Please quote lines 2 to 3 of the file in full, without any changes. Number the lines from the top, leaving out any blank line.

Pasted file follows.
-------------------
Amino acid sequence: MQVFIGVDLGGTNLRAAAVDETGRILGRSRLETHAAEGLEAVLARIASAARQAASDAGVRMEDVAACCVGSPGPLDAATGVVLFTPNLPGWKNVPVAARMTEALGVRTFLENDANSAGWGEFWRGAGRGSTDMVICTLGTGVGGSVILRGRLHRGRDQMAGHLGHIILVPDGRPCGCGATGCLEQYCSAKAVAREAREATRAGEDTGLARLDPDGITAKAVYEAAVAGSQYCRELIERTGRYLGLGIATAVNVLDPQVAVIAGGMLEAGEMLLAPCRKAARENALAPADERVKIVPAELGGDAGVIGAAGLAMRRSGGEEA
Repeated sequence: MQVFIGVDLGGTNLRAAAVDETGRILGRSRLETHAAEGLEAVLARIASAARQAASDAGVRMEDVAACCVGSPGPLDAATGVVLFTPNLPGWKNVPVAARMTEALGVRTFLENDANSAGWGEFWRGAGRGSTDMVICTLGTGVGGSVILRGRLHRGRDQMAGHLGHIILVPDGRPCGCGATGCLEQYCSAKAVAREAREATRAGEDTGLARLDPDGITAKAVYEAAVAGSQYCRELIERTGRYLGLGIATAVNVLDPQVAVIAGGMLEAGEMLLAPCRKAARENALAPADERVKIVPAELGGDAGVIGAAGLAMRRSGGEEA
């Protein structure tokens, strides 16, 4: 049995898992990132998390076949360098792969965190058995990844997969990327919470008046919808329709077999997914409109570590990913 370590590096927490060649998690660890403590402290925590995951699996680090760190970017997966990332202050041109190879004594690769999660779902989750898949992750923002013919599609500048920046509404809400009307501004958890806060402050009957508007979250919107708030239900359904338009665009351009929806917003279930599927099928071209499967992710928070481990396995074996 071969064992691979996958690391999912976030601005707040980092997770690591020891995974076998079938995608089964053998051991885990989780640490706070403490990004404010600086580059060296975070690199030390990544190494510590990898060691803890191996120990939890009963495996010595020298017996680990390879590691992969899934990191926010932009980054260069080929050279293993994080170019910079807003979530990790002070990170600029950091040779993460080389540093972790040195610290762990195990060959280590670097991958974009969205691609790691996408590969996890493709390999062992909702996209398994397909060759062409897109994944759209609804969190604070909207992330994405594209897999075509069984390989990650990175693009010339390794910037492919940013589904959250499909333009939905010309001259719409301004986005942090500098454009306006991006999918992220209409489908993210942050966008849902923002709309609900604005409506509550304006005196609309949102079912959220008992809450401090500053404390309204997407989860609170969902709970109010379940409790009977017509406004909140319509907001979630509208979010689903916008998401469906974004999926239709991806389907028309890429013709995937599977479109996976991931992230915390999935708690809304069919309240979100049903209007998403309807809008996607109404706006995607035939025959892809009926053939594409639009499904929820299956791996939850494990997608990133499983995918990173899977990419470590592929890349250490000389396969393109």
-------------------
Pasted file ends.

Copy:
Repeated sequence: MQVFIGVDLGGTNLRAAAVDETGRILGRSRLETHAAEGLEAVLARIASAARQAASDAGVRMEDVAACCVGSPGPLDAATGVVLFTPNLPGWKNVPVAARMTEALGVRTFLENDANSAGWGEFWRGAGRGSTDMVICTLGTGVGGSVILRGRLHRGRDQMAGHLGHIILVPDGRPCGCGATGCLEQYCSAKAVAREAREATRAGEDTGLARLDPDGITAKAVYEAAVAGSQYCRELIERTGRYLGLGIATAVNVLDPQVAVIAGGMLEAGEMLLAPCRKAARENALAPADERVKIVPAELGGDAGVIGAAGLAMRRSGGEEA
């Protein structure tokens, strides 16, 4: 049995898992990132998390076949360098792969965190058995990844997969990327919470008046919808329709077999997914409109570590990913 370590590096927490060649998690660890403590402290925590995951699996680090760190970017997966990332202050041109190879004594690769999660779902989750898949992750923002013919599609500048920046509404809400009307501004958890806060402050009957508007979250919107708030239900359904338009665009351009929806917003279930599927099928071209499967992710928070481990396995074996 071969064992691979996958690391999912976030601005707040980092997770690591020891995974076998079938995608089964053998051991885990989780640490706070403490990004404010600086580059060296975070690199030390990544190494510590990898060691803890191996120990939890009963495996010595020298017996680990390879590691992969899934990191926010932009980054260069080929050279293993994080170019910079807003979530990790002070990170600029950091040779993460080389540093972790040195610290762990195990060959280590670097991958974009969205691609790691996408590969996890493709390999062992909702996209398994397909060759062409897109994944759209609804969190604070909207992330994405594209897999075509069984390989990650990175693009010339390794910037492919940013589904959250499909333009939905010309001259719409301004986005942090500098454009306006991006999918992220209409489908993210942050966008849902923002709309609900604005409506509550304006005196609309949102079912959220008992809450401090500053404390309204997407989860609170969902709970109010379940409790009977017509406004909140319509907001979630509208979010689903916008998401469906974004999926239709991806389907028309890429013709995937599977479109996976991931992230915390999935708690809304069919309240979100049903209007998403309807809008996607109404706006995607035939025959892809009926053939594409639009499904929820299956791996939850494990997608990133499983995918990173899977990419470590592929890349250490000389396969393109």